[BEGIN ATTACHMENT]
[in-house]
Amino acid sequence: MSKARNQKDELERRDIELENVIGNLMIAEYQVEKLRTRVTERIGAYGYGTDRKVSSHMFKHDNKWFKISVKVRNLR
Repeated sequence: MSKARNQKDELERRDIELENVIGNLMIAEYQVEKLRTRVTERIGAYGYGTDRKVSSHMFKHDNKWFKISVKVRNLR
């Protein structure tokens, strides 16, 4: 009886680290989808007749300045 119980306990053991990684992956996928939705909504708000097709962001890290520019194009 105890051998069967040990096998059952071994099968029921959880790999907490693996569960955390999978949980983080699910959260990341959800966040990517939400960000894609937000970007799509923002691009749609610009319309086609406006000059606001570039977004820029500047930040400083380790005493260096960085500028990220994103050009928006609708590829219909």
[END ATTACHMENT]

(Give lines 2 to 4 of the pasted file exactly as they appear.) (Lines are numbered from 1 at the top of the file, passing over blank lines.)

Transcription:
Amino acid sequence: MSKARNQKDELERRDIELENVIGNLMIAEYQVEKLRTRVTERIGAYGYGTDRKVSSHMFKHDNKWFKISVKVRNLR
Repeated sequence: MSKARNQKDELERRDIELENVIGNLMIAEYQVEKLRTRVTERIGAYGYGTDRKVSSHMFKHDNKWFKISVKVRNLR
């Protein structure tokens, strides 16, 4: 009886680290989808007749300045 119980306990053991990684992956996928939705909504708000097709962001890290520019194009 105890051998069967040990096998059952071994099968029921959880790999907490693996569960955390999978949980983080699910959260990341959800966040990517939400960000894609937000970007799509923002691009749609610009319309086609406006000059606001570039977004820029500047930040400083380790005493260096960085500028990220994103050009928006609708590829219909």